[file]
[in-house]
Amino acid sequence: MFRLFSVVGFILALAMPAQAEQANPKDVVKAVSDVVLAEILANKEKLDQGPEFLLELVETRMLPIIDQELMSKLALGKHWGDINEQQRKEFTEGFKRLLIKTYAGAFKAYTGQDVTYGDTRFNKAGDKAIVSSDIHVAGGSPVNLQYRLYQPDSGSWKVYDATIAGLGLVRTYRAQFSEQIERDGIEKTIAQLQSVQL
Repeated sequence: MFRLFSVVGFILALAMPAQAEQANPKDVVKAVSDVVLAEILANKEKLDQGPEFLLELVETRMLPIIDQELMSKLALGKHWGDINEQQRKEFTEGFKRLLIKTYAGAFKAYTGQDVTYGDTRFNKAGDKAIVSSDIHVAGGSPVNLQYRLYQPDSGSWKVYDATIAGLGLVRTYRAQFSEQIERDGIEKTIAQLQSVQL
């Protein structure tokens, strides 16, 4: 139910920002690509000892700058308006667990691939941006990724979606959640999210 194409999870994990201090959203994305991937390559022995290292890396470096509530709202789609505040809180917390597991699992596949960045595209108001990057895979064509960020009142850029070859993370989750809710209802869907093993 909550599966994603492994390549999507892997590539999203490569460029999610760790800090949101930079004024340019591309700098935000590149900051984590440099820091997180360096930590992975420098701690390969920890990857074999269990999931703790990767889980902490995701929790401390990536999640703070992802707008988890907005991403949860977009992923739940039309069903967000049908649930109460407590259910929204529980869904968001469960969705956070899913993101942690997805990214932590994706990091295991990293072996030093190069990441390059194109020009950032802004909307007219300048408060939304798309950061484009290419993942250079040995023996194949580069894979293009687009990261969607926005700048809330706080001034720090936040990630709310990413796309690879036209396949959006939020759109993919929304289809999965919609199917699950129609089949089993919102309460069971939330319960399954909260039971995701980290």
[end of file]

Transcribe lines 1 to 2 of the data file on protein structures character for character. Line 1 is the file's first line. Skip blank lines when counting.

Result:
[in-house]
Amino acid sequence: MFRLFSVVGFILALAMPAQAEQANPKDVVKAVSDVVLAEILANKEKLDQGPEFLLELVETRMLPIIDQELMSKLALGKHWGDINEQQRKEFTEGFKRLLIKTYAGAFKAYTGQDVTYGDTRFNKAGDKAIVSSDIHVAGGSPVNLQYRLYQPDSGSWKVYDATIAGLGLVRTYRAQFSEQIERDGIEKTIAQLQSVQL